TODAY: Russia condemns N Korea test; public smoking ban approved, Putin moves to ban foreign bank accounts for officials; YouTube sues watchdog; Serbia cuts its gas prices from Gazprom, Novatek seeks end to monopoly; Gudkov loses appeal; dirty money, ractopamine, football racism.
Russia has ‘condemned’ North Korea’s nuclear test as a violation of international obligations. State Duma deputies have approved new legislation that will ban smoking near and in hospitals, schools, and public transportation as of June 1. President Vladimir Putin has submitted a bill to the Duma that would ban government officials from holding overseas bank accounts or owning foreign bonds and shares. YouTube is suing the Consumer Protection Service in a bid to overturn its decision to ban a video on how to apply special make-up; the watchdog’s head says the move is ‘a normal event’. Serbia’s Srbijagas has agreed on a new gas price with Gazprom, cutting import costs by almost 10%. The Kremlin is considering a request by Novatek for the right to export liquefied natural gas, which would make it an exception to Gazprom’s current monopoly. ‘There is no definitive proof of illegal activity. It does, however, defy comprehension that the Sochi winter games can cost 2.5 times as much as the 2012 summer Olympics in London.’ The Supreme Court rejected the appeal by Gennady Gudkov against the Duma’s decision to oust him last year.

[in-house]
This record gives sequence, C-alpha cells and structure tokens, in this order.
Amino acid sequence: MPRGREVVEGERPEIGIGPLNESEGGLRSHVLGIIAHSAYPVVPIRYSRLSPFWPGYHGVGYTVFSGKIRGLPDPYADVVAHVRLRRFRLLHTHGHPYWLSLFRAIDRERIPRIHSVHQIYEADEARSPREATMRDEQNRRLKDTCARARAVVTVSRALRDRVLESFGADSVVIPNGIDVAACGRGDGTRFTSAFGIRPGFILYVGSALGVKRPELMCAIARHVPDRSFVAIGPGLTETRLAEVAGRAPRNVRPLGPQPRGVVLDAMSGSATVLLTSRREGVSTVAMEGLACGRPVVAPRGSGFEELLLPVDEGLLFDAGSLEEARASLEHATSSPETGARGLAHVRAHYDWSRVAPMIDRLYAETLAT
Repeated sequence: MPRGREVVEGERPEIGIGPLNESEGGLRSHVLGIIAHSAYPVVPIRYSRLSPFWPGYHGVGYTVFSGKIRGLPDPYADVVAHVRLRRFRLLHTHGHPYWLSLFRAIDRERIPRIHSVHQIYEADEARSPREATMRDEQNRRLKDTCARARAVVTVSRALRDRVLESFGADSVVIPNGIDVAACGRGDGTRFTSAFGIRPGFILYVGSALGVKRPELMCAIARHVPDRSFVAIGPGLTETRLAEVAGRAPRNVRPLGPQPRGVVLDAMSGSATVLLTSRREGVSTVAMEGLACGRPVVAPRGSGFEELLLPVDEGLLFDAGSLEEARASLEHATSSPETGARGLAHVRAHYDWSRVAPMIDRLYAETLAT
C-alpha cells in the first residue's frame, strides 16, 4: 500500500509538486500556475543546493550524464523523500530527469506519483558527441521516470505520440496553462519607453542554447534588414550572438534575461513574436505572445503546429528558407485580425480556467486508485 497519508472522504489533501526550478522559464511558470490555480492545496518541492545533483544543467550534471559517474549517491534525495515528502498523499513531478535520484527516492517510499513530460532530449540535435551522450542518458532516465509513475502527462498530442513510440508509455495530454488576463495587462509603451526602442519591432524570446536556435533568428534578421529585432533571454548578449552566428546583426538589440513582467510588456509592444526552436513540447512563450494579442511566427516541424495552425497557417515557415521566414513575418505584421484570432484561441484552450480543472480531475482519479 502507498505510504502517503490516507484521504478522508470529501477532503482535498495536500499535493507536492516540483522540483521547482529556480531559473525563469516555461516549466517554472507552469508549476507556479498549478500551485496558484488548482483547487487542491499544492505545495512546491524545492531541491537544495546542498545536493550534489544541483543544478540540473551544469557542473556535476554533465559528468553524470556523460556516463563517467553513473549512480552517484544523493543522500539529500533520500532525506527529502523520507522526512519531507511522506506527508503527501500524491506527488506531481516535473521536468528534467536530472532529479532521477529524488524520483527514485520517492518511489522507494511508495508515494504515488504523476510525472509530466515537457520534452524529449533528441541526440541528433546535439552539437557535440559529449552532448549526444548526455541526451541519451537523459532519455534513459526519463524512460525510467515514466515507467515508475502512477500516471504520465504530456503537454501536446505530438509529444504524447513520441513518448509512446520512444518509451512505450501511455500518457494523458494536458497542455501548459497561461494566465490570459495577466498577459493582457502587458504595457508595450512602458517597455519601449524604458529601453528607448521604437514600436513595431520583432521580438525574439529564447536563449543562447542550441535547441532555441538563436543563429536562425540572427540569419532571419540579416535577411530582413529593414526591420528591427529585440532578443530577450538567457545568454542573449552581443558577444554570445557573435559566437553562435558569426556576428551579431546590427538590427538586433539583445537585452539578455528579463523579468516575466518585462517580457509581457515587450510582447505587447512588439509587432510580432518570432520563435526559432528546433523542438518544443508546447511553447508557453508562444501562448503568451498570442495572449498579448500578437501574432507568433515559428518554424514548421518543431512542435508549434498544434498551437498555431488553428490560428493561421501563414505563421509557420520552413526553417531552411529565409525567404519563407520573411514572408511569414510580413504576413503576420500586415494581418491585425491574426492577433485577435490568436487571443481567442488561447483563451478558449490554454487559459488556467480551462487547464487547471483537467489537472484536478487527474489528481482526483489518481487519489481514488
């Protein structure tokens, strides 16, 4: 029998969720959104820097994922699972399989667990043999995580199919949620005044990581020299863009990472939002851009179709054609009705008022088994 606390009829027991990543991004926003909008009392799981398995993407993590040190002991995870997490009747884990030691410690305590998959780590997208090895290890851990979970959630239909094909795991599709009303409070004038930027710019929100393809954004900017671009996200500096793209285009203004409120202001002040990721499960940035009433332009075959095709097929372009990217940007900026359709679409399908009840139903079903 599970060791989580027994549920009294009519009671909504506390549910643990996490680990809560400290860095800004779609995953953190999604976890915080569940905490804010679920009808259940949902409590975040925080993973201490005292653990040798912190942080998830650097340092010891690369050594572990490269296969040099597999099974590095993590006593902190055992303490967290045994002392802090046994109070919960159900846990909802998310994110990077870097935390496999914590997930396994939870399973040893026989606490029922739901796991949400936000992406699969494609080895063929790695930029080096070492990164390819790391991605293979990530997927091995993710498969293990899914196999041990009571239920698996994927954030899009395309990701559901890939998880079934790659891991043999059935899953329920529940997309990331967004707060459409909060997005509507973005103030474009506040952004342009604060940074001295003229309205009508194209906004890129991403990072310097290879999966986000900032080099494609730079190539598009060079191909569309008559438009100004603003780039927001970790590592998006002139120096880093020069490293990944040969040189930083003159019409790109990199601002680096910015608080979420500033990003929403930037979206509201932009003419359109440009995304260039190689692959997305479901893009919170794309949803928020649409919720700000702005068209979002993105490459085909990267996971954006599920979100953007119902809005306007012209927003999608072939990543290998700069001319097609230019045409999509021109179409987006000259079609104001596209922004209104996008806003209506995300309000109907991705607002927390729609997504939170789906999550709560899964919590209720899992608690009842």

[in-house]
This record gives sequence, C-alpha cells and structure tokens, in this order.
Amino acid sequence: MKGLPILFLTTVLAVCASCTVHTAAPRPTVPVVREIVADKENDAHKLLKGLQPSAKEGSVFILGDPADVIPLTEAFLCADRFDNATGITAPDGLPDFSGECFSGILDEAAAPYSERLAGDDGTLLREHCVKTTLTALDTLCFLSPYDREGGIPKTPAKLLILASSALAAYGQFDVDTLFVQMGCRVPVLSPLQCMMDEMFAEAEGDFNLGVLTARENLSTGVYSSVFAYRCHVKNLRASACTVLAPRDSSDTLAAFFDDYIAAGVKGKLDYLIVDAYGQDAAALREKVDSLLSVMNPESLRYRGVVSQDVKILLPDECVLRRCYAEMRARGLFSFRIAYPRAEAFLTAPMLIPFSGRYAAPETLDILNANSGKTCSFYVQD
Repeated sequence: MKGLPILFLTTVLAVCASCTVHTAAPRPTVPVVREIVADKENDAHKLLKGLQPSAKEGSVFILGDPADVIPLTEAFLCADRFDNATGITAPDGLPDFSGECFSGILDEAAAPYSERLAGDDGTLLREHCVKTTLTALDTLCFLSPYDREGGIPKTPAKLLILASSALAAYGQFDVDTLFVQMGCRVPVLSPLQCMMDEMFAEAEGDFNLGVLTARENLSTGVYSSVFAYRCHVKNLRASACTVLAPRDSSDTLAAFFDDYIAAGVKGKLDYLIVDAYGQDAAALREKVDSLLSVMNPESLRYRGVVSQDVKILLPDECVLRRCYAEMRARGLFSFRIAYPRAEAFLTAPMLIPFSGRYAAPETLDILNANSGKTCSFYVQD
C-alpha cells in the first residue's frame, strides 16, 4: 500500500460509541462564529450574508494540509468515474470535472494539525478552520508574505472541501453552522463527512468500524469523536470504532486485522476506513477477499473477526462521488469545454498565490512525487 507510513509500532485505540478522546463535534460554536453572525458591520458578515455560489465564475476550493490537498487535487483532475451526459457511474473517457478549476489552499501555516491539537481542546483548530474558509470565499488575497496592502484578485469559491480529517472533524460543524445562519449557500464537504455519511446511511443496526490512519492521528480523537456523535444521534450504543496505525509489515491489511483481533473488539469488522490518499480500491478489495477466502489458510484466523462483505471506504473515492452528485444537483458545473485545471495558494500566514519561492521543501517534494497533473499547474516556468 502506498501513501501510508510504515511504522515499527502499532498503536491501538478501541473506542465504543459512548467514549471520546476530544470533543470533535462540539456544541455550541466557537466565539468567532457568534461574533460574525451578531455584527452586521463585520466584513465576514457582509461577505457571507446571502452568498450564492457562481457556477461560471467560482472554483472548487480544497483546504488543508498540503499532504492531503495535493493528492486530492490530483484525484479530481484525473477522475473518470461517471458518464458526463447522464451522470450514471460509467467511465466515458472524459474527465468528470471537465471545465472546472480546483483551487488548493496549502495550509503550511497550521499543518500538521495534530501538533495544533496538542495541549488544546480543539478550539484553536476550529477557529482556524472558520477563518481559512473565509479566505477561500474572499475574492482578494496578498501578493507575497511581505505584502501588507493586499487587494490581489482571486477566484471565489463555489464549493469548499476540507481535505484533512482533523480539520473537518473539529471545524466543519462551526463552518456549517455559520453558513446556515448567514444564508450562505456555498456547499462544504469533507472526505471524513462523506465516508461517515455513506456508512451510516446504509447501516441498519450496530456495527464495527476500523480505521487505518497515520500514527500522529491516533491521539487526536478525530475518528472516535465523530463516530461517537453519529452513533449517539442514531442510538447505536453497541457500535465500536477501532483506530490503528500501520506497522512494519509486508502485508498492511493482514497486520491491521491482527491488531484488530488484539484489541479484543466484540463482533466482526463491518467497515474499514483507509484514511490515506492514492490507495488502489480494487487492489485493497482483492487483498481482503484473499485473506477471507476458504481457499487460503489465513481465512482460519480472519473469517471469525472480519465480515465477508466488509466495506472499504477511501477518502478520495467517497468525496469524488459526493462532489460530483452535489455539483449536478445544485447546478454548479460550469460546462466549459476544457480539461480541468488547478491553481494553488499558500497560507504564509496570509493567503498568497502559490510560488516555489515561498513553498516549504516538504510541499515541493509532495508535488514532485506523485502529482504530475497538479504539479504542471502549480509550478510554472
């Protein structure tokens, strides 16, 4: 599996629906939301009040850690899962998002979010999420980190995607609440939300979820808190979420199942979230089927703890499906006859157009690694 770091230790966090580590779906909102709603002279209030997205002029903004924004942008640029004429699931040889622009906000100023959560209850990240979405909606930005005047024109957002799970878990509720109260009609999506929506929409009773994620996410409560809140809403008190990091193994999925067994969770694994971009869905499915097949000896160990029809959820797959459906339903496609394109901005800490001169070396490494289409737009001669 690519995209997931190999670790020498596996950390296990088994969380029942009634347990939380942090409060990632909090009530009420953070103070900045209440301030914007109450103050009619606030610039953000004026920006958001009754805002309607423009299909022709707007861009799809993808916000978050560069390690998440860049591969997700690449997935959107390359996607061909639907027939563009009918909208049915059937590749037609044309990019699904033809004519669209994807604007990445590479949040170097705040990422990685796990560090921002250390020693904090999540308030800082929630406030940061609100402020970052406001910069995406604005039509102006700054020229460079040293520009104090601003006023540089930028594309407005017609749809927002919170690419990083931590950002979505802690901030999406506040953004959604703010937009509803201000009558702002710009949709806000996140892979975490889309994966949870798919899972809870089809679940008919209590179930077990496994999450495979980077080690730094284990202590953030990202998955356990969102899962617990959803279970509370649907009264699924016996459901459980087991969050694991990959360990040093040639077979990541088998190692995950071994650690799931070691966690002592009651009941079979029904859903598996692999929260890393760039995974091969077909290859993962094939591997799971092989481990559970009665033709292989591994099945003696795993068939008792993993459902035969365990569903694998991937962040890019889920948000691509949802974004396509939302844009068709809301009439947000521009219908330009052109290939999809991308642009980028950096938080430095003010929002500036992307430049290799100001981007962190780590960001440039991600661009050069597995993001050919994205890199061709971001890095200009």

The amount of ‘dirty money’ (earned through corruption, trafficking, arms and other illegal practices) flowing in and out of Russia has more than doubled since 2004, says a U.S. think tank, estimating a $200 billion loss to ‘illicit financial outflows’ from 1994-2011. St Petersburg has outpaced Moscow in terms of public-private partnership development, but lobbyists are calling for regulation in the sector. NPR says that U.S. exporters to Europe ‘routinely make sure that their meat is free of ractopamine’, but that they will not do the same for Russia, leading to the current ban on U.S. meat products, worth $500 million a year.
The Opposition Coordination Council has launched a website to keep the public informed about its activities. Brian Whitmore considers ‘life after Putin’ and names some potential successors. Liverpool Football Club has ‘major concerns’ about potential racism at an upcoming game in St Petersburg, and the team will be instructed not to walk off in the event of racial abuse unless ordered by the referee. Novelist Alexander Solzhenitsyn was arrested on this day in 1974.
PHOTO: Members of a Russian delegation, led by President Vladimir Putin (4th R), meet with colleagues from a Finnish delegation, led by President Sauli Niinisto (6th bottom on the left), at the Novo-Ogaryovo state residence outside Moscow, February 12, 2013. REUTERS/Sergei Karpukhin/Pool